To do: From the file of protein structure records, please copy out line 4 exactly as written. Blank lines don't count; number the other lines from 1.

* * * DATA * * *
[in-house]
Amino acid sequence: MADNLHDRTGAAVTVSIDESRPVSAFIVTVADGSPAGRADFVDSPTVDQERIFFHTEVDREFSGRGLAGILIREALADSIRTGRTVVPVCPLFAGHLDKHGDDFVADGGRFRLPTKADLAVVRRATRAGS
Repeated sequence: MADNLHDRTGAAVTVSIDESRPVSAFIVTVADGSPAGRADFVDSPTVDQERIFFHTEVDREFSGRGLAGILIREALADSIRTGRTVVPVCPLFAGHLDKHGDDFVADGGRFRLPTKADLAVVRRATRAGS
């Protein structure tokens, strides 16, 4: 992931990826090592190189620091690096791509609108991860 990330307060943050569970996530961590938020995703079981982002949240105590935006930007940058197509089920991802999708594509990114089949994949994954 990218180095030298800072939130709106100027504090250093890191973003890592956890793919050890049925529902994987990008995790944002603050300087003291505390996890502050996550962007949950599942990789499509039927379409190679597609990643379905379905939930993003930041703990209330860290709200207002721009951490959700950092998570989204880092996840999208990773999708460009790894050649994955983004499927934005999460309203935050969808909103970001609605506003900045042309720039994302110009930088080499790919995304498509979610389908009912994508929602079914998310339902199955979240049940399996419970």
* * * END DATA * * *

């Protein structure tokens, strides 16, 4: 992931990826090592190189620091690096791509609108991860 990330307060943050569970996530961590938020995703079981982002949240105590935006930007940058197509089920991802999708594509990114089949994949994954 990218180095030298800072939130709106100027504090250093890191973003890592956890793919050890049925529902994987990008995790944002603050300087003291505390996890502050996550962007949950599942990789499509039927379409190679597609990643379905379905939930993003930041703990209330860290709200207002721009951490959700950092998570989204880092996840999208990773999708460009790894050649994955983004499927934005999460309203935050969808909103970001609605506003900045042309720039994302110009930088080499790919995304498509979610389908009912994508929602079914998310339902199955979240049940399996419970």